“You’ve got to go out on a limb sometimes because that’s where the fruit is.”Will Rogers
Summer’s high temperatures bring the best season to buy fruit. Pineapple, watermelon, honeydew, cantaloupe, and especially the more exotic fruits like papaya, kiwi, and mango. All these delicious fruits thrive in the warm temperatures of Summer. These flavors are my favorite.
Outdoor markets are safer in 2020 than most grocery stores. Farmer’s Markets have implemented so many safety precautions, so I recommend shopping as local as possible. Frozen fruits and veggies are amazing too. Our freezer is mostly full of bags of frozen fruits. Some I freeze myself when I notice it won’t be eaten in time. One week my family loves bananas and eats them fast, the next week they sit on the counter until I freeze them for frozen banana ice cream. Frozen grapes in your drinks is such a fun way to stay cool. If you are ordering your groceries for curbside pickup, frozen produce is such a good addition. Frozen mango straight out of the bag is one of my favorite things ever. Smoothies blended with a handful of frozen berries, a teaspoon of honey, and a splash of oat milk is a great breakfast.
Pineapple is surprisingly easy to grow, even at home. Pineapples can be kept as a house plant or can be planted outside. As the saying goes, “takes one pineapple to grow one,” is the rule to growing a pineapple. Cutting off the pineapple’s crown, or leafy top is all that is needed to start a pineapple plant. Hang the crown, so it hangs upside down and let dry like this for two days. Then, dig a hole and plant like any other plant.
Picking a ripe pineapple is a little more difficult than planting one. Typically, the rind will be dark green, yellow, orange, or red. Also, the fruit will smell a bit sweet and will be softer when gently squeezed at the sides. The catch, a pineapple will not ripen anymore one picked. Store at home in the refrigerator, pineapples will keep whole from 4-6 weeks.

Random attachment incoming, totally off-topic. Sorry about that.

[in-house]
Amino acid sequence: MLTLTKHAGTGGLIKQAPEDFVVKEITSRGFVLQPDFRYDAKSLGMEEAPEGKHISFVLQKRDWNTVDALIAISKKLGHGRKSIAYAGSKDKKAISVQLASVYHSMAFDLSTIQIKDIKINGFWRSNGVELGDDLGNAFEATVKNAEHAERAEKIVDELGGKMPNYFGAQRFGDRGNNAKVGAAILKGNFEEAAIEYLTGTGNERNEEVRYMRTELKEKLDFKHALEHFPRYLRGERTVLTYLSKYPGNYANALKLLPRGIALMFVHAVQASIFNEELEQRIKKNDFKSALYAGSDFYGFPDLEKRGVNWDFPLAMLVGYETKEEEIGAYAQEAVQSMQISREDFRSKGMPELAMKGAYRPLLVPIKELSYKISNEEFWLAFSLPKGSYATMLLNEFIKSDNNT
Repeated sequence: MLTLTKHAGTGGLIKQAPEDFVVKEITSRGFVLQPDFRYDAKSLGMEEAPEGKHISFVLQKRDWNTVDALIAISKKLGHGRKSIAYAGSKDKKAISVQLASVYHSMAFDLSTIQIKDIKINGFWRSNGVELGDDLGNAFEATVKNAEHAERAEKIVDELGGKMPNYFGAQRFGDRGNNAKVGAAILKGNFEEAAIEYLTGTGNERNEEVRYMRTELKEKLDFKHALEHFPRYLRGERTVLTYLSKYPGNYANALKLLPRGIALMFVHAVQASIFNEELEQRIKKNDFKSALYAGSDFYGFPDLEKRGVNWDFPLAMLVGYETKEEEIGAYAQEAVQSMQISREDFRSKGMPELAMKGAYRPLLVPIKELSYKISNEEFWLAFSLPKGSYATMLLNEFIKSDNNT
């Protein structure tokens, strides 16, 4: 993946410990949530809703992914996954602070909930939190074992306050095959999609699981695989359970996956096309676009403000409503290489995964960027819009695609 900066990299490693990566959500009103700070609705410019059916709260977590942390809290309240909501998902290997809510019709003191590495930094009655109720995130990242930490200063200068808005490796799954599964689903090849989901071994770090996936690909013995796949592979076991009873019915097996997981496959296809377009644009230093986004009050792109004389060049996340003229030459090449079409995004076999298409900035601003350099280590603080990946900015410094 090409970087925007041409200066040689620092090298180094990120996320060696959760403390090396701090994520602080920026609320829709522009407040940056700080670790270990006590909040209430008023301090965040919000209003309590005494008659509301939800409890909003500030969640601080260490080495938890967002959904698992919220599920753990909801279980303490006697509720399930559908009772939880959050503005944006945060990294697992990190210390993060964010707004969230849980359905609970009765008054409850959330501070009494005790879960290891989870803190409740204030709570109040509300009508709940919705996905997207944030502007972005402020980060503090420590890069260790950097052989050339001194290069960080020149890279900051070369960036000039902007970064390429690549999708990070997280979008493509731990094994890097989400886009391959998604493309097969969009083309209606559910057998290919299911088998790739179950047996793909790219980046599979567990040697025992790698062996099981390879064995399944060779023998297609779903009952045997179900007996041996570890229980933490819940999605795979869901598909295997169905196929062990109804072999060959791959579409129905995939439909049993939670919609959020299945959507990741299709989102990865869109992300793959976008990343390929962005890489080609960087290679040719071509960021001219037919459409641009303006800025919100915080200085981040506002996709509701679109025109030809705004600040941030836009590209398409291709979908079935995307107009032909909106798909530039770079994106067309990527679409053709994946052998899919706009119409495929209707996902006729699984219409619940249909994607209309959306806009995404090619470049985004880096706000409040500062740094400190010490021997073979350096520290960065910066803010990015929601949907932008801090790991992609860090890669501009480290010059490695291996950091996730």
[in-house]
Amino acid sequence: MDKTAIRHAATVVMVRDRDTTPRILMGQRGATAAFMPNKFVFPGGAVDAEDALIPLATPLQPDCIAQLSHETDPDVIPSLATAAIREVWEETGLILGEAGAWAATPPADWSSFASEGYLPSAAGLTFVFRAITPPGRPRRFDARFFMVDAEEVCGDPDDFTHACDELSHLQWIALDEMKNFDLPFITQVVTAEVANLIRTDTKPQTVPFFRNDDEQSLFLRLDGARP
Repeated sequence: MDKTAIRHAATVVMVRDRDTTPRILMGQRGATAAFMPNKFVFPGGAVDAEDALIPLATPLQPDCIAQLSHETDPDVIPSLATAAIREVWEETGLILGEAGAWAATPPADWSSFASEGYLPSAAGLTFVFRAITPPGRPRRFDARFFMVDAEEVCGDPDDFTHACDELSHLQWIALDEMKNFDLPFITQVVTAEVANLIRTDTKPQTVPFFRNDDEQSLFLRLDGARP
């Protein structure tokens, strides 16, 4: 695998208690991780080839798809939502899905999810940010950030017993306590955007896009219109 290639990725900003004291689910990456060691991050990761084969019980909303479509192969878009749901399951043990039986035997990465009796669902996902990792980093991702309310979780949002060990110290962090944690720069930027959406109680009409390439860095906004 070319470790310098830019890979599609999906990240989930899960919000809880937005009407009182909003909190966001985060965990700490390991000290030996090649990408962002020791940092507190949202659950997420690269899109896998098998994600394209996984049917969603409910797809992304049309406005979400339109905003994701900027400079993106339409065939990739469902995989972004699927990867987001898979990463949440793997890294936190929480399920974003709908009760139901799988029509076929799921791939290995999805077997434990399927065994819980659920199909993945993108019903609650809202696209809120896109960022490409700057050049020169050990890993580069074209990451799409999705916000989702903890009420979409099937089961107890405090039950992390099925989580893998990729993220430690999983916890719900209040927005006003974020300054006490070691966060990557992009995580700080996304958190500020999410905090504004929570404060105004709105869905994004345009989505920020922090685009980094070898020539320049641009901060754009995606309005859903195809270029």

I wouldn’t be a real South Carolina mom blogger if I didn’t mention peaches in the summer. Local roadside peach stands pop up all over Georgia and South Carolina at the end of the summer. Peaches taste better as they age, they get sweeter and juicier as they ripen. A gentle squeeze will tell you what stage they’re at. Gently press or squeeze the shoulder and tip (where the stem was) – if it just starts to give, it’s ripe and ready to eat. If the peach is still firm, it’s great if you like crunchy peaches. Crunchy peaches hold up better in salads. Juicier peaches bake well or taste amazing in a homemade ice cream.
Technically South Carolina grows more peaches than the Peach State Georgia. But y’all a Georgia peach is just as sweet as a South Carolina peach.
Watermelon is the ultimate dieter’s food. Peak season is between June and September and can grow in any warm climate all over the world. Choosing a ripe watermelon is simple. Tap the melon lightly, the sound should be hollow and should be heavier than expected. The yellow side of a watermelon is the “earth” side, where the melon rested on the ground.
An interesting fact about watermelon is the fruit is actually a vegetable. What is more interesting, is the watermelon is a close relative to the cucumber and squash family. The seeds are also edible, and no matter what your uncles told you, they will not sprout inside the body when eaten
Also known as a “muskmelon,” with a weblike rind smells very sweet and tastes like candy when ripe. Ripe cantaloupe can be detected using a unique method. By shaking it! A ripe cantaloupe will rattle when shaken. Also, it’s the color will be an orange shade with no green at all. At home, if a cantaloupe needs to ripen more, just leave it out at room temperature until ripe. When ripened, store in the fridge.
When ripe, a honeydew is literally like a candied melon. Sweet, soft flesh that melts in the mouth. Not only can the ripe honeydew be smelled through its rind, but the rind will be soft and almost the same color as the flesh. Ripen at home the same as cantaloupe, at room temperature.
Tropical fruits are great sources of antioxidants, Omega 3’s, Vitamins, and more. Papaya, mango, and kiwi are all rich in Vitamins and can be eaten skin, seeds, and all. Ripe fruits will be very soft to the touch, but not too soft or bruised.
Papaya will be a vibrant yellow/orange when ripe. Similarly, mango will not have any green left on the skin when ready to enjoy.
Most nutritionists and moms everywhere encourage kids to explore different fruits and incorporate them into a regular diet to benefit from the many health benefits these fruits have to offer.
More Summer Fruits
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